heat flow paradox
Springer Online Journal Archives 1860-2000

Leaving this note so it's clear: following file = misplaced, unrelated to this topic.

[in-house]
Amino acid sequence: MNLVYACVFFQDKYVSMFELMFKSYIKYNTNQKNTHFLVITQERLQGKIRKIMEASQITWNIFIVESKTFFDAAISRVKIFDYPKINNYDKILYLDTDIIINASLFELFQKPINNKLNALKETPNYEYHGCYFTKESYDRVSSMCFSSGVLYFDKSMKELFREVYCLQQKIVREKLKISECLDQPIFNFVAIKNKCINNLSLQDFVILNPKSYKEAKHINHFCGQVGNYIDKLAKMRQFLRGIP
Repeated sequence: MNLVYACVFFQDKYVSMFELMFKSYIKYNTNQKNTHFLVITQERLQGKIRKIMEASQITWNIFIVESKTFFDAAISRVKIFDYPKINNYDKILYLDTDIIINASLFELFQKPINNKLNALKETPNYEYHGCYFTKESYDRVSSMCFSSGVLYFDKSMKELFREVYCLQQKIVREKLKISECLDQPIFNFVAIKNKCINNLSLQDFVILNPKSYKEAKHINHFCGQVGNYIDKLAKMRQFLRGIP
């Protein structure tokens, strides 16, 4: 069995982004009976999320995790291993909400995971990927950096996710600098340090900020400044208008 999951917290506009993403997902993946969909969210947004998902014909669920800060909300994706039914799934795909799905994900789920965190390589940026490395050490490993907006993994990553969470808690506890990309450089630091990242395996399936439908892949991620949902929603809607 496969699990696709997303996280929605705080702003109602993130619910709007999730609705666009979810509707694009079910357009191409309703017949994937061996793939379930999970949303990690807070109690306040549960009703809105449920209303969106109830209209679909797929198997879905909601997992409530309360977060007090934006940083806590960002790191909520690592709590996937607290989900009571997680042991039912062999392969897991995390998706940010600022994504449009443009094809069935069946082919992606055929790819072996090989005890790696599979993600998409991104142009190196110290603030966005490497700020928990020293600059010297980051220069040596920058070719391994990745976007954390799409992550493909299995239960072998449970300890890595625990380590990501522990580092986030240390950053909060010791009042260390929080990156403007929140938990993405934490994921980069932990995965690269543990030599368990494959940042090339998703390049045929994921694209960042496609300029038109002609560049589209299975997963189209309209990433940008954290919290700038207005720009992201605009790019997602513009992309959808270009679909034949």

Abstract Results from a study of stick-slip particle motion at the interface between two stressed foam rubber blocks indicate that normal vibrations and interface separation are an important part of the stick-slip process in foam rubber. The dimension of the dynamic slip pulse is small compared to the dimension of the model (approximately 10 cm vs. 200 cm) consistent with the abrupt-locking slip pulse model ofBrune (1970, 1976), andHeaton (1990). A comparison of frictional heat generation between stable-sliding and stick-slip foam rubber models indicates a linear relation between the temperature increase on the fault surface (for a given distance of slip) and the driving shear force for the stable-sliding model, while for the stick-slip model there is essentially no variation in frictional heat generation with an increase in shear stress. We performed experiments to investigate the ratio of normal motion to shear motion at different levels of normal stress in the stick-slip foam rubber model. Preliminary result indicate that the normal component of the particle motion increases more rapidly with increasing normal stress than the shear component. The phenomenon of interface separation and normal vibrations may thus explain some of the most frustrating problems in earthquake mechanics, e.g., the heat flow paradox, the long-term weakness of major active faults, and anomalousP-wave radiation.
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